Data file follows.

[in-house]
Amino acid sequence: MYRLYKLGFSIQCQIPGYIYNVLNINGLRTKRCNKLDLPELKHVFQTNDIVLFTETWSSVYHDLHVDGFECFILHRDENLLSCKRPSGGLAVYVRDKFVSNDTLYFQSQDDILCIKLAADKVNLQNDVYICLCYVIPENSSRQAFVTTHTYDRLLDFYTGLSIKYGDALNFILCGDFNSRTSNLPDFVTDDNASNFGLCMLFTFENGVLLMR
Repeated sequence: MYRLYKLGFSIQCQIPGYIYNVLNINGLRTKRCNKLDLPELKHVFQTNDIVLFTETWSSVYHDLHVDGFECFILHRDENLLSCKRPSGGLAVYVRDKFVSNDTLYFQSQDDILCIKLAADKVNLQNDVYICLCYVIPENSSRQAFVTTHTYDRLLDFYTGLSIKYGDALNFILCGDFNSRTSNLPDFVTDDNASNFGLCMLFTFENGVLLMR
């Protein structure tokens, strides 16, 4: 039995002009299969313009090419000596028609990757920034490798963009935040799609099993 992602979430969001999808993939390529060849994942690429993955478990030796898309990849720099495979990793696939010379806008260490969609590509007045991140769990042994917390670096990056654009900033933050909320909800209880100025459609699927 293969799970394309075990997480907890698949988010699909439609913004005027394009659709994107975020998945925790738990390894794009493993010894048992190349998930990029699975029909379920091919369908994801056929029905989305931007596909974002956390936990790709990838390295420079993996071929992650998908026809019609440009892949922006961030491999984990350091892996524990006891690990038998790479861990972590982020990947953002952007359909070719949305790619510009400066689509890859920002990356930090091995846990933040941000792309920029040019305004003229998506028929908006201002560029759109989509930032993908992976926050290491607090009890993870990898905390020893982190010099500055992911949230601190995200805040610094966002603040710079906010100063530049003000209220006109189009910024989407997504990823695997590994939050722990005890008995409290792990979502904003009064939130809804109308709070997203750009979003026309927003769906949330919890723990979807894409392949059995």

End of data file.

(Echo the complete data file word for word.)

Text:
[in-house]
Amino acid sequence: MYRLYKLGFSIQCQIPGYIYNVLNINGLRTKRCNKLDLPELKHVFQTNDIVLFTETWSSVYHDLHVDGFECFILHRDENLLSCKRPSGGLAVYVRDKFVSNDTLYFQSQDDILCIKLAADKVNLQNDVYICLCYVIPENSSRQAFVTTHTYDRLLDFYTGLSIKYGDALNFILCGDFNSRTSNLPDFVTDDNASNFGLCMLFTFENGVLLMR
Repeated sequence: MYRLYKLGFSIQCQIPGYIYNVLNINGLRTKRCNKLDLPELKHVFQTNDIVLFTETWSSVYHDLHVDGFECFILHRDENLLSCKRPSGGLAVYVRDKFVSNDTLYFQSQDDILCIKLAADKVNLQNDVYICLCYVIPENSSRQAFVTTHTYDRLLDFYTGLSIKYGDALNFILCGDFNSRTSNLPDFVTDDNASNFGLCMLFTFENGVLLMR
């Protein structure tokens, strides 16, 4: 039995002009299969313009090419000596028609990757920034490798963009935040799609099993 992602979430969001999808993939390529060849994942690429993955478990030796898309990849720099495979990793696939010379806008260490969609590509007045991140769990042994917390670096990056654009900033933050909320909800209880100025459609699927 293969799970394309075990997480907890698949988010699909439609913004005027394009659709994107975020998945925790738990390894794009493993010894048992190349998930990029699975029909379920091919369908994801056929029905989305931007596909974002956390936990790709990838390295420079993996071929992650998908026809019609440009892949922006961030491999984990350091892996524990006891690990038998790479861990972590982020990947953002952007359909070719949305790619510009400066689509890859920002990356930090091995846990933040941000792309920029040019305004003229998506028929908006201002560029759109989509930032993908992976926050290491607090009890993870990898905390020893982190010099500055992911949230601190995200805040610094966002603040710079906010100063530049003000209220006109189009910024989407997504990823695997590994939050722990005890008995409290792990979502904003009064939130809804109308709070997203750009979003026309927003769906949330919890723990979807894409392949059995």